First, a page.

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Word Pictures from a Great Day with Grandsons

May 8, 2018

Another Way for week of May 4, 2018

Word Pictures from a Great Day with Grandsons

Since none of our grandchildren live nearby, we have not had as much opportunity to be grandparents for a day or overnight or help out as much as we’d like. Plus I am also still employed full time.

But one Saturday in April our daughter and son-in-law went to a daylong seminar on raising fruit trees, and we gladly kept their two little boys from about 8:30-5:30.

It was a good exercise to reenter that preschool world, with a four-and-a-half-year-old and a tyke who just turned two.

We had visited their house on Easter and the older boy was very sad when we had to leave. We told him he would get to come to our house that week on Friday night. He quickly looked at the calendar, counted the days, and said “that’s not very far away!” So he looked forward to it all week.

The younger boy of course doesn’t get time concepts as well and Saturday morning, after his mommy and daddy left, he wore a sad face for a while. I sympathized and tried to cheer him up saying mommy and daddy would be back for supper. He cuddled and stroked the well-worn tail of his favorite stuffed animal, a zebra “Za-Za.”

I consulted my list of “things to do” and began to pull the different pieces of our old Fisher-Price airport out of the toy box. The youngest one is a big fan of “heh-copters” which often fly over their metropolitan community, so we found a “little person” figure to fly it, and the remaining pieces of our daughters’ much-loved set. The boys enjoyed it, but that lasted like, five minutes.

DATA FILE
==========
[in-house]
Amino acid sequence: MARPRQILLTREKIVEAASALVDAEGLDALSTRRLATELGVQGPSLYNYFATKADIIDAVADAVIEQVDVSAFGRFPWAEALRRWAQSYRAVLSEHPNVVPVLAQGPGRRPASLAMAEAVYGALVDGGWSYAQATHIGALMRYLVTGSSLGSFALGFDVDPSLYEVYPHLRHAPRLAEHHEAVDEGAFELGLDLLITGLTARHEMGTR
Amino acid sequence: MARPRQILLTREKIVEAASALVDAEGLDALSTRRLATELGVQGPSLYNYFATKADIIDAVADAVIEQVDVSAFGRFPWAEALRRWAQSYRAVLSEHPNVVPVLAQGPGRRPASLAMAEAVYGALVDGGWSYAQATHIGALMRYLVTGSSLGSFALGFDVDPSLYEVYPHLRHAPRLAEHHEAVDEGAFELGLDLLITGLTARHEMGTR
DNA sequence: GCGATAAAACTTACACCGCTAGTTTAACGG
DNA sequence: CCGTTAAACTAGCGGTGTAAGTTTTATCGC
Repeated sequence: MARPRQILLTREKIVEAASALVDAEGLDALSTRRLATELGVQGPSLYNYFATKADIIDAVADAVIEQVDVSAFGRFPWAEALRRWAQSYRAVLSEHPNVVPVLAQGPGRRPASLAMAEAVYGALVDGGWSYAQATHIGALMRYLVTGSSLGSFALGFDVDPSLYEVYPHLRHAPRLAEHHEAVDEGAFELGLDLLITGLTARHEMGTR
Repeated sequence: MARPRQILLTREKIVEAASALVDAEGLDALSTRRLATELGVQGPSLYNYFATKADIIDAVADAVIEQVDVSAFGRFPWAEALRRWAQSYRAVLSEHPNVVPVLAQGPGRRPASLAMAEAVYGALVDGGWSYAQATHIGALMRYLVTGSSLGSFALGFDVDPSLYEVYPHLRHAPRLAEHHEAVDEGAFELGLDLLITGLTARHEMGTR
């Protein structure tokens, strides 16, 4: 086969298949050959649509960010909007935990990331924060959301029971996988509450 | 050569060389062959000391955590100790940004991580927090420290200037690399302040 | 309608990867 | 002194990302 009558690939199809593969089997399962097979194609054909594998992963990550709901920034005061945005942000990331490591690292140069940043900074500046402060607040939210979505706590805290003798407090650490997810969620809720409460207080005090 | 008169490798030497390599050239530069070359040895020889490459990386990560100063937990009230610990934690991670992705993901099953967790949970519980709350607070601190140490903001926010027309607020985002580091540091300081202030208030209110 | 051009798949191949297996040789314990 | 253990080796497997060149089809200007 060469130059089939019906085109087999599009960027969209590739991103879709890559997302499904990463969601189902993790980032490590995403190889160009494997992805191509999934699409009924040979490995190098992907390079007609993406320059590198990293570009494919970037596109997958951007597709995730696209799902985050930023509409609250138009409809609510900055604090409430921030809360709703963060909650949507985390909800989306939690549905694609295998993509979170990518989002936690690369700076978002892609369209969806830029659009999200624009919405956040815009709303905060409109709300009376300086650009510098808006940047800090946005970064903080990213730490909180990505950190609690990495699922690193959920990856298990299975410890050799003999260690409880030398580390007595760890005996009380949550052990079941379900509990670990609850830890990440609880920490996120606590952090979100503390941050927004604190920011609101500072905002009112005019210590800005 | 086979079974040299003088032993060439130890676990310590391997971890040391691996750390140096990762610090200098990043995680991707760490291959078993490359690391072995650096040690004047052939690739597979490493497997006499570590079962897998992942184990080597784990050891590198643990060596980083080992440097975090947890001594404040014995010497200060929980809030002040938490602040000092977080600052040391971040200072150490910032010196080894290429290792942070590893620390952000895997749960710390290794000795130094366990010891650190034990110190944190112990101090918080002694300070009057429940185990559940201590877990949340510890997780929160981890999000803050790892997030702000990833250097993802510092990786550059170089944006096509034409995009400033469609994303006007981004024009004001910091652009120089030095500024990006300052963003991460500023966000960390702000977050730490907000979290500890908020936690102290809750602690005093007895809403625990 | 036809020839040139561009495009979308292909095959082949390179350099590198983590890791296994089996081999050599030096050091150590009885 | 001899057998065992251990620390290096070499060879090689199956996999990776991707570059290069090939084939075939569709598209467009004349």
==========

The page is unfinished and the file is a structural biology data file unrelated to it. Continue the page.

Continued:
We played with a mechanical train the older boy brought along, and fixed it when it came apart. Both sets of our grandchildren have lots of wooden trains and tracks (Thomas the Tank Engine variety) at their homes, but the battery-operated train didn’t provide hours of fun like arranging and rearranging trains and track as the Thomas trains do.

Then we settled on Zingo, a Bingo version for little ones that was perfect even for the two-year-old. I think we played two or three rounds before they were ready to move on.

Another hit was the bouncy balls I bought them—light and small enough they could throw or roll carefully—but then that got a little wild too.

One wanted to play in the playhouse my dad originally built, and the older went with his grandpa to the garage to do some hammering of nails and other explorations. But what he really loved was “helping” Grandpa fire up the woodstove. He showed me how the flames went up using his hands—and of course Grandpa was careful to teach safety.

Meanwhile in the kitchen, I prepped veggies for my favorite homemade vegetable soup, under the theory that our daughters were always more willing to try food they helped prepare. I let the two-year-old have a plastic knife and some partially cooked (blanched) garden carrots that I unthawed from the freezer. I supervised as he tried to cut those up for the soup. He was moderately successful. But Grandma was not successful in getting him to at least try the soup. He loves lentils, rice and other yummy creations from his Pakistani caregiver at her home, but very stubborn about not liking vegetable soup, just like his mommy said.